We Would See Jesus, not You

[1] People who do not realize that their choices reveal their character think they have a choice as to whether or not to be self-disclosing. They don’t. Character is revealed by choice; as Aristotle says in his Poetics, we reveal ourselves in every choice we make from what we say, what we choose to wear, and how we deliver our sermons. We know a lot about a person on our first impression. Although we are told we shouldn’t judge people by their appearances, Oscar Wilde made mincemeat of this belief in his aphorism “It is only shallow people who do not judge by appearances. The true mystery of the world is the visible, not the invisible.”

[2] People who think they have to tell us about themselves, or they have to hear something revealing from a person to know them, by Wilde’s insight, must be shallow. If you don’t know a lot about me from my visible choices, my deliberate self-disclosure is not going to help you much. Sermons reveal who the speaker is, and their attitudes toward themselves, their message, and their congregation no matter how secretive or “honest” they choose to be with their congregation.

[3] That said, we are in an age of relentless self-disclosure, one in which everything is at the surface. This is after all the YouTube era, when people put pictures of themselves doing the most shocking things on the World Wide Web, without seeming to realize that with the prurient gaze of strangers comes the inevitable judgment. Still Wilde’s aphorism holds-when we see the appalling things people do in public, we are baffled.

[4] So how much self-disclosure should there be in the pulpit? Actually I would prefer to hear about Jesus. It is possible that Jesus has done something in the preacher’s life that could be edifying. I justdon’t want to hear much about how Jesus helped the preacher beat his addiction to pornography. I want to think about Jesus working in anyone’s life, without hearing about the salacious sins of my preacher. The effectiveness of self-disclosure really depends on how good the preacher is as a story teller. While you can’t control all that people are finding out about you, a good story teller is aware of how to create the persona of the narrator and can edit the information that the congregation is receiving in the so-called self-disclosure to create a certain picture or effect. Most of us, however, are not such gifted story tellers. I’ve heard preachers telling stories to the congregation by which they obviously think they are showing the congregation a picture of themselves as very sensitive or open. What is embarrassing is how much their intentions are at odds with what they are conveying implicitly. After one such self-disclosure about an experience the preacher had had in his bedroom, (Perish the thought! As Victorian damsels exclaimed!) one of my older wiser friends shook her head and commented, “Doesn’t that give you a real picture about how awful it would be to be married to him!” His misunderstanding of his own story made him seem all the more tiresome and insensitive.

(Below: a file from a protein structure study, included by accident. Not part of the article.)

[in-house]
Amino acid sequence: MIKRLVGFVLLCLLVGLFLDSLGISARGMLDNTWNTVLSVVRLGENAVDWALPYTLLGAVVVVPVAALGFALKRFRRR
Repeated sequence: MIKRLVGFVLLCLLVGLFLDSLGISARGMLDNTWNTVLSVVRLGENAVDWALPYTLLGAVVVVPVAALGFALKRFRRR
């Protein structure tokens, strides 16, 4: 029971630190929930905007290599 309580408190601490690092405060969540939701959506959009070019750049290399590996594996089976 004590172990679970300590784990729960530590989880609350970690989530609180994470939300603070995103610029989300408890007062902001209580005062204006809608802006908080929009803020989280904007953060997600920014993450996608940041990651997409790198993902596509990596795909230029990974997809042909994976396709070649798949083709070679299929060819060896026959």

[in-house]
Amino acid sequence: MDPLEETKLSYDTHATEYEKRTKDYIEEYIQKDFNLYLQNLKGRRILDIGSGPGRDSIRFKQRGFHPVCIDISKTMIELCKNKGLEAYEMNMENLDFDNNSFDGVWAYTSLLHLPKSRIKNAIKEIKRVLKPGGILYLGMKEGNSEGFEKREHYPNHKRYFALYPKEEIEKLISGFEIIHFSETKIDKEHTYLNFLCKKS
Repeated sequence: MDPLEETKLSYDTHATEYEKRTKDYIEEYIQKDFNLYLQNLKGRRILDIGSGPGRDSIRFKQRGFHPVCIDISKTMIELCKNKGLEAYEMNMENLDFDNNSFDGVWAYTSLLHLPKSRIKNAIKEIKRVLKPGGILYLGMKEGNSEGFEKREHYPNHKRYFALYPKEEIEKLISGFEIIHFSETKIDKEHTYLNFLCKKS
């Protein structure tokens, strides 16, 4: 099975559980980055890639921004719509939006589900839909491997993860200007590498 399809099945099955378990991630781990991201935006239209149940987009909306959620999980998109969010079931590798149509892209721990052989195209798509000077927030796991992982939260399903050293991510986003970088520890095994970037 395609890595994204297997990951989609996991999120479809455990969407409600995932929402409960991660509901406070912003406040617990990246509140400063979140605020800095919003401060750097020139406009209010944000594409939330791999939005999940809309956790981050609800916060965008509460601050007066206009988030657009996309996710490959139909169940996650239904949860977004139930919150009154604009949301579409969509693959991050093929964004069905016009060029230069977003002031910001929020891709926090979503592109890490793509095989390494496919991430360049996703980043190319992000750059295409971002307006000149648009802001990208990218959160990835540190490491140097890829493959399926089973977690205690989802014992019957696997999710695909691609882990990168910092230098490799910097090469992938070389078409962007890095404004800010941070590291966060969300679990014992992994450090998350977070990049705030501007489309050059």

[5] I have heard people say after a sermon that they liked something I said because I shared some of myself in the sermon. And it moved them. This attitude feels as though it is from someone who has to be told explicitly a great deal, and who is stunned to realize this information is quite apparent from the get go. Truth be told, however, in this age of explicit everything, there are more and more people in the congregation who don’t comprehend very much that is not explicitly told them. Otherwise they think they don’t know you.

[6] It’s a creedal mantra of the baby boomer set. My sister, who studies the generation closely for the purposes of predicting what their needs for housing, etc., will be, told about a panel discussion of baby boomers and their experience of aging when they began turning forty. The panel consisted of nearly famous people, sisters of pop stars, for example. As they told their own stories, amplifying on them with loving care, the audience started tramping out. Soon only a few were left as the speakers went on and on about themselves, a most delicious subject to each of them, but not to anyone else. I imagine most of those who tramped out would have been perfectly happy and equally long-winded if they themselveshad been talking.

[7] One of the real reasons to be very wary of one’s self-disclosure is that it simply feeds our own sense of self-importance. Oscar Wilde once again: “To love oneself is the beginning of a life-long romance.” We are always more interesting to ourselves than we are to others, unless we are Madonna, whose narcissism is epic. A celebrity culture is interested in celebrities, not simple people like us, sad to say.

[8] This is basic Original Sin 101-we are hopelessly curved in upon ourselves. So we may talk about the self with great interest and bore our listeners to death. Think of the interest with which you tell your own stories of genealogical research, and the boredom with which you hear similar stories from someone else. A wise mother once told a friend of mine that the sad truth is no one is very interested in you!

[9] It’s something to remember the next time you are pondering whether or not to take a “risk” and tell something about yourself in a sermon. It may be telling far more than you know and, often, not what you intend. Do it only if it drives Christ-and here’s where you will need the good judgment of a friend or spouse. If they think it works, use it, but, here’s a little rhetorical tip-avoid overmuch use of the first personal pronoun. First person compulsive seems to be the tense and mood of choice these days-in post-modernism everything is referenced through me. It’s unattractive, but it does reveal something of that life-long romance Wilde spoke about. We would see Jesus, not you.

Gracia Grindal

Gracia Grindal is Professor of Rhetoric at Luther Seminary in St. Paul, Minnesota.